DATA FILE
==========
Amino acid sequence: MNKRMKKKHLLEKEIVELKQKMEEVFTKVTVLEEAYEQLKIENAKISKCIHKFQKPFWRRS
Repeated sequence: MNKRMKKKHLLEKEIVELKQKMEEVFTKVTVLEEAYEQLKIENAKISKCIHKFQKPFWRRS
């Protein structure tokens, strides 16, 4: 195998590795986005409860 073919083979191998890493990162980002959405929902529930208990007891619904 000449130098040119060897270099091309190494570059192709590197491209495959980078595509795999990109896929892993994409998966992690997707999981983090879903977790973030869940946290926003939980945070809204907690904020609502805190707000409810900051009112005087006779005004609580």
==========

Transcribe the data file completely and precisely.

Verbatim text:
Amino acid sequence: MNKRMKKKHLLEKEIVELKQKMEEVFTKVTVLEEAYEQLKIENAKISKCIHKFQKPFWRRS
Repeated sequence: MNKRMKKKHLLEKEIVELKQKMEEVFTKVTVLEEAYEQLKIENAKISKCIHKFQKPFWRRS
């Protein structure tokens, strides 16, 4: 195998590795986005409860 073919083979191998890493990162980002959405929902529930208990007891619904 000449130098040119060897270099091309190494570059192709590197491209495959980078595509795999990109896929892993994409998966992690997707999981983090879903977790973030869940946290926003939980945070809204907690904020609502805190707000409810900051009112005087006779005004609580």